The U.S. Supreme Court on Monday rejected a challenge by oil and food industry groups to allow sales of a higher blend of ethanol allowed by the Environmental Protection Agency.
The U.S. ethanol industry, which mostly makes fuel from corn, has pushed for E15, which contains 15 percent ethanol versus the traditional blend containing 10 percent.
It celebrated when the EPA in 2011 expanded use of E15 to cars built since the 2001 model year, which now comprise about two-thirds of the cars on the road in the United States.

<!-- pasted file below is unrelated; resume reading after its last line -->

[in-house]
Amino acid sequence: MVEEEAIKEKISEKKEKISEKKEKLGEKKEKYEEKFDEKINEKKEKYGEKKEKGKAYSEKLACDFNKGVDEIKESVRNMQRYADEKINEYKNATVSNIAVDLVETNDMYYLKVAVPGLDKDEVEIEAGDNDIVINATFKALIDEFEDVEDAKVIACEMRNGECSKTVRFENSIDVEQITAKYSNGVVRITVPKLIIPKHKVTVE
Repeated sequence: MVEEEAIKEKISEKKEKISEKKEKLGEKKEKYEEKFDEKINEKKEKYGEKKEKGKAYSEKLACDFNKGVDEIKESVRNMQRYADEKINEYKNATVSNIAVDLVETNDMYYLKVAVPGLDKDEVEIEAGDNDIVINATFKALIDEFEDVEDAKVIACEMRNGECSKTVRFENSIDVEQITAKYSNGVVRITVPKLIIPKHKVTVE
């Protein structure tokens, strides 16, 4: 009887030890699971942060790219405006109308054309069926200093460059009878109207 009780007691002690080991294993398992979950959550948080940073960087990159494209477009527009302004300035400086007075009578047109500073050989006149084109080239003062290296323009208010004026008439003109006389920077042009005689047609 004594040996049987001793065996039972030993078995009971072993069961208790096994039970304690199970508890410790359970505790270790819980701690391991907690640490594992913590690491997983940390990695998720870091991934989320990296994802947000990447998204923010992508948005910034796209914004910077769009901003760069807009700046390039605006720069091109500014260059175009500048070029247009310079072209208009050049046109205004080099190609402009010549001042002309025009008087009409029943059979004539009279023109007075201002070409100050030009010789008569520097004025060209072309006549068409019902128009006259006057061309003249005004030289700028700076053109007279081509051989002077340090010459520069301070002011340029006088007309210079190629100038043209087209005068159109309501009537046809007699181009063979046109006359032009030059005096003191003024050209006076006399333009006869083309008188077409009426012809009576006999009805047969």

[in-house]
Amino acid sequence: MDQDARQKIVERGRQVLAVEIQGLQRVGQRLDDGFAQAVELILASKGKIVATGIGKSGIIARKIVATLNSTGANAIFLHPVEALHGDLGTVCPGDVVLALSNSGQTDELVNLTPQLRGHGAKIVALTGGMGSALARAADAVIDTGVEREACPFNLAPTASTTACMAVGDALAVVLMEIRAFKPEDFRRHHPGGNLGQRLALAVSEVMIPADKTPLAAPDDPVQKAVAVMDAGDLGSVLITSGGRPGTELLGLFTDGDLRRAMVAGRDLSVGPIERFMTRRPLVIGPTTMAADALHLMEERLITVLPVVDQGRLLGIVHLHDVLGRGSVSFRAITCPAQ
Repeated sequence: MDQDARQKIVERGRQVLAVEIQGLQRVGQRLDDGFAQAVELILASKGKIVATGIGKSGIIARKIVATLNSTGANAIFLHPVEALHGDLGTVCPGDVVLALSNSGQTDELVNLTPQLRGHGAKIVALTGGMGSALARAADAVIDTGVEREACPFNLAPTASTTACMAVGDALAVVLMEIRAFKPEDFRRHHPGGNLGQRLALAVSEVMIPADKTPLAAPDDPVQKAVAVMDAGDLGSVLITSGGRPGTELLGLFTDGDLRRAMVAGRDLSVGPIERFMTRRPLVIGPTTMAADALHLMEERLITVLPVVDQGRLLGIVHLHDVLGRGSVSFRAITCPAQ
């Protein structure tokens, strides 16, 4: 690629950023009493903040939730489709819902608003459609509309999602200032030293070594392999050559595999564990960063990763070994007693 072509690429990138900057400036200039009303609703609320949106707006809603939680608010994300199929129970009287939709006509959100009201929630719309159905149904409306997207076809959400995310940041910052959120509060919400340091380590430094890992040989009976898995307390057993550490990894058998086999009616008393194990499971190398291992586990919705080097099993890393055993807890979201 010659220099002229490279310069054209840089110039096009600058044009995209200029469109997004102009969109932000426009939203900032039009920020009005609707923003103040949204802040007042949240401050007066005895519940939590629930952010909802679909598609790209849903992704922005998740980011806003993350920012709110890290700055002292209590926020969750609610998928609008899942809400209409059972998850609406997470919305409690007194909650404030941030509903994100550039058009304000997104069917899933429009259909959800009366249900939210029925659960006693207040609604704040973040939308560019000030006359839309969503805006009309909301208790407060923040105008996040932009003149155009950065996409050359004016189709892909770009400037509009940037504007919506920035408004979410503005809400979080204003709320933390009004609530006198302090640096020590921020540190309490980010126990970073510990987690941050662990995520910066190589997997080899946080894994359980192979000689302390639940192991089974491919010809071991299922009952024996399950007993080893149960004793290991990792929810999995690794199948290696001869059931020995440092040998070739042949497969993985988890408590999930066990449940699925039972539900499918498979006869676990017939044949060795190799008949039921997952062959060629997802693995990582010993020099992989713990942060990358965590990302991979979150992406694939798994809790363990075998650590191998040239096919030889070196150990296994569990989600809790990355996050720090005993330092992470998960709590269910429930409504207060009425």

But the EPA’s move angered the American Petroleum Institute, the Grocery Manufacturers Association and other industry groups. They filed a petition this year to the Supreme Court to overturn a lower court’s decision upholding sales of the higher blend.
Ethanol can cut into the profits of gasoline producers, while food groups complain that ethanol use can raise grain and meat prices. They blame ethanol for helping to push corn prices to record levels during last year’s drought, the worst in more than 50 years.